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New crown-of-thorns outbreak hits reef

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January 05, 2018

The Great Barrier Reef is under threat from an outbreak of coral-eating starfish.

An outbreak of crown-of-thorns starfish has appeared near the southern end of the Great Barrier Reef.

The severe outbreak of the notorious coral-eater has hit the Swain Reefs - which extend from Gladstone to Rockhampton - further south than usual outbreaks of the species between Townsville and Cooktown.

Field officers started culling crown-of-thorns starfish in the Swain Reefs before Christmas and are continuing surveillance this month.

Divers inject starfish with a compound of sheep and cattle stomach bile causing a fatal allergic reaction, killing the starfish with its poisonous spines dropping off.

Great Barrier Reef Marine Park Authority's director of education, stewardship and partnerships Fred Nucifora said it was "concerning" to have an outbreak this far south.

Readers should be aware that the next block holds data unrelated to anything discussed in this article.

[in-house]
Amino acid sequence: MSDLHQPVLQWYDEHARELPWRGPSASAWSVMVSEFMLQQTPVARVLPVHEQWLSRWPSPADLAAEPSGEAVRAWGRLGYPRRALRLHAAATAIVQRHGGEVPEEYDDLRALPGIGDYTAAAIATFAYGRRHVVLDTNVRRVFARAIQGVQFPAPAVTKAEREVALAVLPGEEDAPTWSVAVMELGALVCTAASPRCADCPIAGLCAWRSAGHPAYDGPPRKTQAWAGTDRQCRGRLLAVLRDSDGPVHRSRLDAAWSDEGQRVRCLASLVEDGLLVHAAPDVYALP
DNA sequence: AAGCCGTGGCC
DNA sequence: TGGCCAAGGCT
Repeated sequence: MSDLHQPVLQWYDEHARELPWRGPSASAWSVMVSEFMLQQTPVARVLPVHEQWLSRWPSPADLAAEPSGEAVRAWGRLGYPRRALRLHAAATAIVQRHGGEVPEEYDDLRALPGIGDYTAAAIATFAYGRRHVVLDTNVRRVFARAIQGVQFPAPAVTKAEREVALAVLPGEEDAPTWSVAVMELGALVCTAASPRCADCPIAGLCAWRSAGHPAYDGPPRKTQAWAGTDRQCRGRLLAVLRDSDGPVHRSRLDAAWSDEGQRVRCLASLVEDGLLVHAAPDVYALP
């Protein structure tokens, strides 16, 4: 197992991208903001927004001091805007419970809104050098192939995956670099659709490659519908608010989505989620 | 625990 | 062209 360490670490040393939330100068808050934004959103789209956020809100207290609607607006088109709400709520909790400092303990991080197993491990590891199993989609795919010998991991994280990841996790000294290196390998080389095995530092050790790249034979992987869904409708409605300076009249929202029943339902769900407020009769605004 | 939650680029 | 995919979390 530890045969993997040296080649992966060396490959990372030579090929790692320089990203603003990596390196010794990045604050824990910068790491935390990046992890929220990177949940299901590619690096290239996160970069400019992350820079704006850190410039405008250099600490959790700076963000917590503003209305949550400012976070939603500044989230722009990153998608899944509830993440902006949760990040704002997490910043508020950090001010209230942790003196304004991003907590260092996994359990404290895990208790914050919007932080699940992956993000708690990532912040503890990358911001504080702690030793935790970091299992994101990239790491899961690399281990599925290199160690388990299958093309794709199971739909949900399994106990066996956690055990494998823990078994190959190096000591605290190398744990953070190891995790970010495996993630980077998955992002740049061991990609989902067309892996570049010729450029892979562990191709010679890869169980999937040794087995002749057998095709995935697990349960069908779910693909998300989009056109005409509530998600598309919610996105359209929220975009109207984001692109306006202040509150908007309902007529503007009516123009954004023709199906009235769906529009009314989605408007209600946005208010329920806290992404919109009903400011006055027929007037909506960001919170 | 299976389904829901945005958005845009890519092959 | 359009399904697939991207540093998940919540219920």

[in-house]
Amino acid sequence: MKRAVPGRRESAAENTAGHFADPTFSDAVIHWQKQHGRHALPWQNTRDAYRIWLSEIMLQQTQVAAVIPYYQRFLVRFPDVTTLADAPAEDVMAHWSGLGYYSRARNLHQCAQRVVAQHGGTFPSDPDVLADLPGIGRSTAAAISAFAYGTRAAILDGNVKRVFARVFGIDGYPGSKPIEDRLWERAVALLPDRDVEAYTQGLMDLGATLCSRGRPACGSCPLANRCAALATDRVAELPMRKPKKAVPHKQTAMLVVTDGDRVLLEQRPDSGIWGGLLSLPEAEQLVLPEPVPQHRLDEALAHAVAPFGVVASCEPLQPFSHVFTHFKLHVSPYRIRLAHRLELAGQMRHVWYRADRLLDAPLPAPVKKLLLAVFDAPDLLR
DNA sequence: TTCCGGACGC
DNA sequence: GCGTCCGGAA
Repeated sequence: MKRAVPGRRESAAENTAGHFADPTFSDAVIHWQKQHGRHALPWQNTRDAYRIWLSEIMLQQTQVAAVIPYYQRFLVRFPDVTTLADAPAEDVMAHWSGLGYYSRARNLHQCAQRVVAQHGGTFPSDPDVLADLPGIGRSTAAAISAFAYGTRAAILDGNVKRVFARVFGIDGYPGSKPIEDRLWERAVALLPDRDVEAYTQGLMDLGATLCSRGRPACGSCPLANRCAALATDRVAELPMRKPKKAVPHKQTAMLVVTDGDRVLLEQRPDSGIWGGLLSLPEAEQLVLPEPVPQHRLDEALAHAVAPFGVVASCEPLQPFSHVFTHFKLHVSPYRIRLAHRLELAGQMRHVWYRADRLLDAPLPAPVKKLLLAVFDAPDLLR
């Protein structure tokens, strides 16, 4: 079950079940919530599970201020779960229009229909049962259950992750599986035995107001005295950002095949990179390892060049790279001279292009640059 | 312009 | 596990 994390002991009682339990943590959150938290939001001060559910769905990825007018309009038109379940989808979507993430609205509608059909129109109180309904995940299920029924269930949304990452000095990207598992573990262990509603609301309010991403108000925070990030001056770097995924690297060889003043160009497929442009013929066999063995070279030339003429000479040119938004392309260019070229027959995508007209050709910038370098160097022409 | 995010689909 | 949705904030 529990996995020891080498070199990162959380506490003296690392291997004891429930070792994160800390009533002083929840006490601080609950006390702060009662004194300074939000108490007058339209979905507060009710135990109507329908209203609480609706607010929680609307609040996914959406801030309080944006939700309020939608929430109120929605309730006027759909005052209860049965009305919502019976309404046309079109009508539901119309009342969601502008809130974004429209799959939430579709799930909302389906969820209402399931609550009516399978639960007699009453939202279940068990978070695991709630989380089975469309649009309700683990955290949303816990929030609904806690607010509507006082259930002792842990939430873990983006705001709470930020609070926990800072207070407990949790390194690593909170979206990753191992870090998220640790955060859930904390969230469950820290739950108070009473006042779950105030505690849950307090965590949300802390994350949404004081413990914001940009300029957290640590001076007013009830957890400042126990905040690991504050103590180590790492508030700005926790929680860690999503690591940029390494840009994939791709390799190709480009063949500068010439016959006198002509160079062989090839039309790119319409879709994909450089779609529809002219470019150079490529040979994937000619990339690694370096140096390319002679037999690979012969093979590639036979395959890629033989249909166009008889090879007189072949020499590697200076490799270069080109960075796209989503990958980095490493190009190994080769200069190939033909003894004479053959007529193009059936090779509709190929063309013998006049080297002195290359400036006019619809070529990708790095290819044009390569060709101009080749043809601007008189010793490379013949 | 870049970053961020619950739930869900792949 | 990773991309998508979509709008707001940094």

"The Great Barrier Reef is under pressure and protecting coral cover is important for the health of the broader ecosystem, along with other actions to build the resilience of the Reef," Mr Nucifora.

Crown-of-thorns outbreaks had been occurring off the Queensland coast since the 1960s and were responsible for 25 per cent of live coral loss until mass bleaching hit in 2012.

The news comes as a team of international scientists warned of the increase in coral bleaching due to higher water temperatures in a new report published in the journal Science.

The study, which analysed 100 global reef locations from 1980 to 2016, shows the time between coral bleaching is too short to make a full recovery.

Townsville-based Centre of Excellence for Coral Reef Studies director Terry Hughes said bleaching has caused "unprecedented damage" to the Great Barrier Reef including back-to-back events in 2016 and 2017.

"We hope our stark results will help spur on the stronger action needed to reduce greenhouse gases in Australia, the United States and elsewhere," Professor Hughes said.

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